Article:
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A repeat search in PubMed and Cochrane Library was conducted in March 2016, using the same methodology, to check for any new papers that should be included in the discussion section, for comparison. Fifty-eight papers were found in PubMed in this second search and no pa- pers in the Cochrane Library. Four new papers [51–54] were found to be topical for this review. Logsdon et al. 2015  described maternal-infant interaction at 12 months postpartum in women with BD compared to women with unipolar depression and a control group without a major mood disorder. Marengo et al. 2015  looked at how women with BD made reproductive decisions. Both of these papers are included in the dis- cussion section only, for noting, as they were published too late to be included in the review. Taylor et al. 2015  was excluded, as their description of the character- istics of pregnant women and their use of psychotropic medication was not relevant for this review. The fourth
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At the core of any psychiatric disorder is an abnormality in neurotransmitter signaling. It is well known that the disruption of circadian physiology has widespread effects on all aspects of neural and neuroendocrine function, which leads to psychiatric disorders. The aforementioned information regarding neural substrates of biologic rhythm is frequently reported impaired in many mental disorders. Following the comprehensive conceptual framework of neural substrates of chronobiologic processes mentioned above, we will next discuss the reciprocal associations between circadian rhythm disturbances and psychiatric disorders, and draw a clinical picture for common diagnoses.
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many studies showing that it is a highly prevalent condi- tion with clinical implications, and there is a need to re- define comorbidities according to this knowledge (Akiskal et al. 2000). The Zurich definition of BS (Angst et al. 2003), epidemiology based, enriched the understanding of soft bipolarity challenging the current DSM concepts. The broader definitions result directly in strong increase of the prevalence of BS. A reanalysis of the database of the Epi- demiological Catchment Area (ECA) study indicated that 6.4% of the general population met the criteria for bipolar spectrum (Judd and Akiskal 2003), while the original study found 0.8% for BD. Data from the Sao Paulo Epi- demiological Catchment Area study showed that the life- time prevalence of BS was 8.3% (the softer forms of BD representing 6.6%) and it was of great clinical importance (Moreno and Andrade 2005; Moreno and Andrade 2010). Merikangas et al. (2011) in a large study across 11 coun- tries found that the overall prevalence of BS was 2.4%. In addition to the findings mentioned above, we extended previous investigations by demonstrating that ED is asso- ciated with BS in its broader definition.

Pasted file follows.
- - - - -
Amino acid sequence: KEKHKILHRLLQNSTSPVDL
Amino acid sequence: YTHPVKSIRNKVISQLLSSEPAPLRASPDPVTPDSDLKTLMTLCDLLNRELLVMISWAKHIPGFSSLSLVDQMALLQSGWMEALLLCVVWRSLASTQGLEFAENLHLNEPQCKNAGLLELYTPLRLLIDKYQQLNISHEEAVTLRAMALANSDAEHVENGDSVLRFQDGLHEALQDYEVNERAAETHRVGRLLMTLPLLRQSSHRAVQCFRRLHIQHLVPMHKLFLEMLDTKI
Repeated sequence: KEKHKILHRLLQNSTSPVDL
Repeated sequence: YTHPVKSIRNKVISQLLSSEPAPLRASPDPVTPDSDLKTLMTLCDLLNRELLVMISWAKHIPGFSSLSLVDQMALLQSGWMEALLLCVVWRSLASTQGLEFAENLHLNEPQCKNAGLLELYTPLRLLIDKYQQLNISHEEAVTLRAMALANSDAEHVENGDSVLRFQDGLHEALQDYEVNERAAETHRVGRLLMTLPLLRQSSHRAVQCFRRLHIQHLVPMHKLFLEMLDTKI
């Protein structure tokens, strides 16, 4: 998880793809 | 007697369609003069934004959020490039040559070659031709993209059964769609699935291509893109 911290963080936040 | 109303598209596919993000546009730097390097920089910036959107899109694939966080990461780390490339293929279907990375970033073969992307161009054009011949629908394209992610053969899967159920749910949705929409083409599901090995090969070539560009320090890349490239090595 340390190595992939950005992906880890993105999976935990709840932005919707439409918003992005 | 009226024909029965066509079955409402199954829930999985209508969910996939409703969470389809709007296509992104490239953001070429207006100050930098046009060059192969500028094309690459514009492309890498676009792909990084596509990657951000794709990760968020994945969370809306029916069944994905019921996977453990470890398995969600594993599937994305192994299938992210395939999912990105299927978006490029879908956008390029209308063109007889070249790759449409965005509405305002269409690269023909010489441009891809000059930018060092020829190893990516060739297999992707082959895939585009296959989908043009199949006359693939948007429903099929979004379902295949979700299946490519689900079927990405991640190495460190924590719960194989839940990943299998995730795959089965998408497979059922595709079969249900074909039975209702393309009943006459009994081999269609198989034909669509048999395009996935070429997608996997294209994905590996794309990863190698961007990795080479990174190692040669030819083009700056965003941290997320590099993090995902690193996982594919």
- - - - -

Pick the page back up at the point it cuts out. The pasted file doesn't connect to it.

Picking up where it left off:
RESPONSE: We agree with the point that pre-pubertal onset has had less research, particularly internationally, and remains both under-studied and a potential source of controversy and diagnostic ambiguity. The inconsistency and imprecision of reporting often worsens the situation. Fifteen of the seventeen epidemiological studies included cases with bipolar diagnoses other than BPI, but none reported rates of CYC separately, and few reported BP-NOS separately (or provided an operational definition of NOS). The apparently higher rate of NOS in the United States is confounded with reporting, where the Lewinsohn and NCS-A studies are two of the only that provided details about separate rates. Some of the specifics the reviewer mentions are examples of differences across studies that are difficult to interpret without more data points for comparison. We have not added detailed discussion of study specifics due to space constraints, but have added the following language, found in the second paragraph of the Conclusions: